Risk modelling firm AIR Worldwide has reduced its estimate of insurance and reinsurance industry losses caused by hurricane Irma, narrowing the range and dropping the upper end to now forecast somewhere between $32 billion and $50 billion of losses across the U.S. and Caribbean.
AIR Worldwide said that in the United States insured losses from hurricane Irma will total between $25 billion and $35 billion, while in the Caribbean they will total $7 billion to $15 billion.
Previously, AIR had at first estimated the industry loss from the event at $20 billion to $65 billion including the Caribbean, with the U.S. likely to suffer up to $50 billion of the toll. The estimate was then lowered to $20 billion to $40 billion for the U.S. alone and now the range has narrowed and reduced further, as AIR gains greater certainty in the insurance and reinsurance market impact.
AIR said that it has now sent a team of engineers to the areas impacted by hurricane Irma, so it will release findings in the coming weeks and likely be able to further update and narrow its industry loss estimate range.
AIR’s estimate of industry insured and reinsured losses for the United States include wind and storm surge damage to onshore residential, commercial, and industrial properties and their contents; as well as losses to auto lines of business.
They do not include losses to the National Flood Insurance Program (NFIP); losses due to compromised existing defenses (e.g., natural and man-made levees); losses to uninsured properties; losses to infrastructure; losses to inland marine, marine cargo and hull, and pleasure boats; or any losses related to hazardous waste cleanup, vandalism, or civil commotion, whether directly or indirectly caused by the event.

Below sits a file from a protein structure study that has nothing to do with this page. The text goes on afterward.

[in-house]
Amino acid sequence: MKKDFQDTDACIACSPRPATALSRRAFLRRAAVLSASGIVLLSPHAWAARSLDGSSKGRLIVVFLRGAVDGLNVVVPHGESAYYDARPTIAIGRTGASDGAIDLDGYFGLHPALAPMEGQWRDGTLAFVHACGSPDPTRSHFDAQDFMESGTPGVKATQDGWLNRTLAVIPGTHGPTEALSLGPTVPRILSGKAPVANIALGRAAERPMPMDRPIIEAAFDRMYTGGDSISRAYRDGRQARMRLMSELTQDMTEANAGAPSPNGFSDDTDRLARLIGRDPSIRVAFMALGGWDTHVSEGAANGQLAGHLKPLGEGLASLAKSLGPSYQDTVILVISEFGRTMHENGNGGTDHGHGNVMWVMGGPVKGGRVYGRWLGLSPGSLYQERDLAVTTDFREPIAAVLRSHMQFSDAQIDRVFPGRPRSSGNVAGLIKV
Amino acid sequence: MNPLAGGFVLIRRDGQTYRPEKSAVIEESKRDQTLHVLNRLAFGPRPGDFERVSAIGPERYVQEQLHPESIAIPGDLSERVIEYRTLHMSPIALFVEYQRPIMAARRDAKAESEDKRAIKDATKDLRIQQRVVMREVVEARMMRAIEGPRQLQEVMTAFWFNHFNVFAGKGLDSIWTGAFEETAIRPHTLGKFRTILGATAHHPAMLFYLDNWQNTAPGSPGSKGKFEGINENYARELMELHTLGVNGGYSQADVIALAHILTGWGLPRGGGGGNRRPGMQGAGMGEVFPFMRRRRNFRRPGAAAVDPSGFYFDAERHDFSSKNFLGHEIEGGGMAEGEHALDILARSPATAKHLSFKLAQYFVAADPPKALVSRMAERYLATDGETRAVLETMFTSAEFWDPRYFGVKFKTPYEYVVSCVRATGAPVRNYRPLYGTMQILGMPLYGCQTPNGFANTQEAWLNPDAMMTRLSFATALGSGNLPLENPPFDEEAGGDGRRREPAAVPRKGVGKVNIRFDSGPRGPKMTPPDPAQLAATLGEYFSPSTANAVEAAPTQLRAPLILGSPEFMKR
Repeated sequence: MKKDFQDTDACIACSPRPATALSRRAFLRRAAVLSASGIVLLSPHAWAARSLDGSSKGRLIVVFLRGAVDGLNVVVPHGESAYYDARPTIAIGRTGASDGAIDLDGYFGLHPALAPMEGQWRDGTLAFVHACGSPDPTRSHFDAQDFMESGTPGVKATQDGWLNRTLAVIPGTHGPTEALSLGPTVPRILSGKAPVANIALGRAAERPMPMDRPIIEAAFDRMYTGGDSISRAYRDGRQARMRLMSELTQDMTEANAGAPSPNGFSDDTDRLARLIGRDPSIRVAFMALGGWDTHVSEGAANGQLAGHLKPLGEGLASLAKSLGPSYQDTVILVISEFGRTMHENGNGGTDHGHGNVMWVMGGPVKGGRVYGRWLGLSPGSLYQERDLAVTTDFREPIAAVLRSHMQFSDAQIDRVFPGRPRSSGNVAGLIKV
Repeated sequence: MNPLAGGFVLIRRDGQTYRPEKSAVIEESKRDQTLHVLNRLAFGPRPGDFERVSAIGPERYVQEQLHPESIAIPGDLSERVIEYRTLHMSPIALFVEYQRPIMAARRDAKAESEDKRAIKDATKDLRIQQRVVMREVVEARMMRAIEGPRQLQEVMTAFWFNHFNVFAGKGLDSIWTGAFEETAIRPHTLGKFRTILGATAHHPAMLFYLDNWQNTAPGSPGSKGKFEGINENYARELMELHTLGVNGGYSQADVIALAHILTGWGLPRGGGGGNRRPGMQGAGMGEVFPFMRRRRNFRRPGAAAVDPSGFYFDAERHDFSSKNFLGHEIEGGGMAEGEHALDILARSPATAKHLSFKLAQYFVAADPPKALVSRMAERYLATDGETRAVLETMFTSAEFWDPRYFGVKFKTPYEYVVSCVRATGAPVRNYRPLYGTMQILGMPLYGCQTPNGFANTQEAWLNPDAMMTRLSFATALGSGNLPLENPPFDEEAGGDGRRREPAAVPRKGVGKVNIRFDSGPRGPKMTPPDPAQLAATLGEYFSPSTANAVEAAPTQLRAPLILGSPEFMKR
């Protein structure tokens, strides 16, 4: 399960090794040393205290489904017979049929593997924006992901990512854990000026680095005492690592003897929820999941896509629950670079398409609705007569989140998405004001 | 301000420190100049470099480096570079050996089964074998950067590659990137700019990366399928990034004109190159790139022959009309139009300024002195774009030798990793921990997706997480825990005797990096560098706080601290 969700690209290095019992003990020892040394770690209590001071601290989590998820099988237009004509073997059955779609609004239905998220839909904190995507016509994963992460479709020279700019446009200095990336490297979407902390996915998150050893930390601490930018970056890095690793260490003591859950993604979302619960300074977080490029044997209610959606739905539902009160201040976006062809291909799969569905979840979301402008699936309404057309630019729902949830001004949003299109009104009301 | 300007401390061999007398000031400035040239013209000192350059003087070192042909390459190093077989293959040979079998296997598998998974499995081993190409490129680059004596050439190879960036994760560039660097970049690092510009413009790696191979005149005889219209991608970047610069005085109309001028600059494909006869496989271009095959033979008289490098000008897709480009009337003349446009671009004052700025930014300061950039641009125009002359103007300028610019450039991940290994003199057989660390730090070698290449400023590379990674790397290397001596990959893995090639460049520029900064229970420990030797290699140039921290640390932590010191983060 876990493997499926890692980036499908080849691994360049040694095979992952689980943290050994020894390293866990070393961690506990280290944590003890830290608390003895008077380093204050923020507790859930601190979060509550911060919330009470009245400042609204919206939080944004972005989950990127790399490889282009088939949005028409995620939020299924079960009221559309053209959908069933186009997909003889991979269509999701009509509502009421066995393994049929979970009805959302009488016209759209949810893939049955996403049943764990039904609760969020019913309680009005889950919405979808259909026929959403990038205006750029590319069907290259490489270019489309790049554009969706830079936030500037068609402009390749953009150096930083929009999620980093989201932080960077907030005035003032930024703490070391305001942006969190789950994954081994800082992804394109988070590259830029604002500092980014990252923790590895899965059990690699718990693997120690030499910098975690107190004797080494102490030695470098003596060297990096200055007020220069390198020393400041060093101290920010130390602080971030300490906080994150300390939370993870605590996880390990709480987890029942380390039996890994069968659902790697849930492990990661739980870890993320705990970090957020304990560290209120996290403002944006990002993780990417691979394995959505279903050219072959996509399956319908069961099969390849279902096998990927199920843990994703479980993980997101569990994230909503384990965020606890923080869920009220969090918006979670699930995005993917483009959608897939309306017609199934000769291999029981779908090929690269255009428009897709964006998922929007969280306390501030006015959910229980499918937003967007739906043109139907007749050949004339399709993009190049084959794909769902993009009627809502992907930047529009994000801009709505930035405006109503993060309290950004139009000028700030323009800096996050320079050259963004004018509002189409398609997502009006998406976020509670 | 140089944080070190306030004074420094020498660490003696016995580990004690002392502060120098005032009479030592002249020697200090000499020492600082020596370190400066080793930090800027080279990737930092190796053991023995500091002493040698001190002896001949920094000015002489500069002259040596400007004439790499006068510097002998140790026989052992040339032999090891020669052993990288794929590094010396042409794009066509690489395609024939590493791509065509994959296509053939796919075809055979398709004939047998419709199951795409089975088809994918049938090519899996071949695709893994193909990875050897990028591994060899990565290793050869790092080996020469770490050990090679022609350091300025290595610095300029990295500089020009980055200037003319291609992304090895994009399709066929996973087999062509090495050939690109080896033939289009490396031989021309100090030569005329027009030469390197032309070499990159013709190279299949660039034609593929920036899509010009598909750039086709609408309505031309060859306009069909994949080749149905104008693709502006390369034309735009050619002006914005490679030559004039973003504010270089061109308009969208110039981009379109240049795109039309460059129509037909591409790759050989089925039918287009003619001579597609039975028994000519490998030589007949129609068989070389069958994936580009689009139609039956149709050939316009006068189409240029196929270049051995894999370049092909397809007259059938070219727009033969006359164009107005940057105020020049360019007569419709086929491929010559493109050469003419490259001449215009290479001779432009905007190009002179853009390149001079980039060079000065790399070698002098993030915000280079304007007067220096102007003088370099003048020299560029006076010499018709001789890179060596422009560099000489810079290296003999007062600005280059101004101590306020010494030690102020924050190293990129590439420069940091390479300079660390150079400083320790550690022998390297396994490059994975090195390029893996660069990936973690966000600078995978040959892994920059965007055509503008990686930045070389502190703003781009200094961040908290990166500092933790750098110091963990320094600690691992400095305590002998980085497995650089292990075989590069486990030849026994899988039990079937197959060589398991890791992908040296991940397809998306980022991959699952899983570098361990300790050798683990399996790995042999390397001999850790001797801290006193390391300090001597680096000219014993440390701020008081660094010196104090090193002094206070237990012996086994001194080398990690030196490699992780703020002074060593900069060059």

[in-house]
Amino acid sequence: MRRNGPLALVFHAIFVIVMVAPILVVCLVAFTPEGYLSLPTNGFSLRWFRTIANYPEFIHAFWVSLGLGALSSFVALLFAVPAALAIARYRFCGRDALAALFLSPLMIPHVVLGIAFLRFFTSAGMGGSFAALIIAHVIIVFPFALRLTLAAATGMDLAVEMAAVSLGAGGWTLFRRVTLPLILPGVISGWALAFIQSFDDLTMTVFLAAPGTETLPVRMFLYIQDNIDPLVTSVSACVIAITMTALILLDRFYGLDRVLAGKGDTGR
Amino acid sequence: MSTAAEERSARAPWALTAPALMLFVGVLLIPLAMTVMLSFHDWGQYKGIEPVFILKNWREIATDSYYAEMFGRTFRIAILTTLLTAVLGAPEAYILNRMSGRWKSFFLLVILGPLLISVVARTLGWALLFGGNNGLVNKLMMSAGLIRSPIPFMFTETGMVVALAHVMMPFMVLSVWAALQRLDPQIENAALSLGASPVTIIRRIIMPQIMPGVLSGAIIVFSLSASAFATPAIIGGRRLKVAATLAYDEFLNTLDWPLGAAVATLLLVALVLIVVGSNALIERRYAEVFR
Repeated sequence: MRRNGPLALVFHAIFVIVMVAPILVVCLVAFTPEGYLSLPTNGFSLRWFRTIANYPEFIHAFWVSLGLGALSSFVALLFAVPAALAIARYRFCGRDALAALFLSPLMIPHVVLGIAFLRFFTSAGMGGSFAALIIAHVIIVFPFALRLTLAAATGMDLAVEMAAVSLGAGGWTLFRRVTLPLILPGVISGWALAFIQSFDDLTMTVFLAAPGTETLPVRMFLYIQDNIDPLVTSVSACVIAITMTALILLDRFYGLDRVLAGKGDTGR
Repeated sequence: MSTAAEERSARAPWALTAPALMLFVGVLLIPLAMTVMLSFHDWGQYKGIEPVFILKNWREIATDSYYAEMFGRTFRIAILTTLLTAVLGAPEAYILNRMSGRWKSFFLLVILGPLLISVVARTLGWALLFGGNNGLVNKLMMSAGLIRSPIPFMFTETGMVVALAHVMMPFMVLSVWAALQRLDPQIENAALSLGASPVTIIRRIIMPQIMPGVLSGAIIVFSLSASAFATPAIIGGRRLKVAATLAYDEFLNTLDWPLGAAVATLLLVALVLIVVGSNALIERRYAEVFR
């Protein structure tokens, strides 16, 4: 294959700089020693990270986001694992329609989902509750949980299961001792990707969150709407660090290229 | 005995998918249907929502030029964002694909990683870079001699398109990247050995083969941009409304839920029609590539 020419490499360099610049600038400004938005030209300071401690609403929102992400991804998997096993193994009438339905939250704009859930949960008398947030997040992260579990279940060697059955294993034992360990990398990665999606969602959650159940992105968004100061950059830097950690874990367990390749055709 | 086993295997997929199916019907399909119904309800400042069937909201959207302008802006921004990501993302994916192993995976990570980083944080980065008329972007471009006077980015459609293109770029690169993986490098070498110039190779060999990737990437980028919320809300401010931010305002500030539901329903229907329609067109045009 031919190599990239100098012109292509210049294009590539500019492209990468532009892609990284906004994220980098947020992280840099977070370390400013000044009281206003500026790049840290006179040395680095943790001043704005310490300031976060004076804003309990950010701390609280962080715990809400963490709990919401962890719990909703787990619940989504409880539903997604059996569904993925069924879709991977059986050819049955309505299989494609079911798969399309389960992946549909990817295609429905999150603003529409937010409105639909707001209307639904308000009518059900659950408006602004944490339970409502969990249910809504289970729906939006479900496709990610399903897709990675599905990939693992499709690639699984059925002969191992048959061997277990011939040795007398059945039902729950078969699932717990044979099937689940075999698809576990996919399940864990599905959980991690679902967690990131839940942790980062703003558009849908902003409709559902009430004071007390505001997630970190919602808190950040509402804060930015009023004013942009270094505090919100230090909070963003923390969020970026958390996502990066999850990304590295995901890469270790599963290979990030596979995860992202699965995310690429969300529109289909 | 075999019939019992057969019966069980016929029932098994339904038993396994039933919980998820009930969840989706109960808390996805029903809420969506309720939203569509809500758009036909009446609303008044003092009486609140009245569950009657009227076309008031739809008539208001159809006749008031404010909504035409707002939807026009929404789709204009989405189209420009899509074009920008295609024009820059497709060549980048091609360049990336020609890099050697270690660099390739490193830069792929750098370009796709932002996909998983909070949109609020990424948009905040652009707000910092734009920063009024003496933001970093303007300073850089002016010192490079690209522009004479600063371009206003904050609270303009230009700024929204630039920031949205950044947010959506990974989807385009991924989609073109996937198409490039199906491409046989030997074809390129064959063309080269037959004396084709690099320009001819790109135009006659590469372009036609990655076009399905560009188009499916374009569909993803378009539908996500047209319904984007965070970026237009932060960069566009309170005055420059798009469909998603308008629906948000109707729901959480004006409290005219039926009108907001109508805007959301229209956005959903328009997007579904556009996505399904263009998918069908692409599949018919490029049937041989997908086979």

Across the Caribbean, AIR’s loss estimate includes wind and precipitation-induced flooding damage to onshore residential, commercial, and industrial properties and their contents, auto lines, and time element coverage (additional living expenses for residential properties and business interruption for commercial properties).
AIR’s Caribbean estimates do not include infrastructure losses; hazardous waste cleanup, vandalism, or civil commotion costs whether directly or indirectly caused by the event; demand surge; offshore property losses; pleasure boats, and marine craft; losses resulting from the compromise of existing defenses (e.g., levees); and losses to uninsured properties.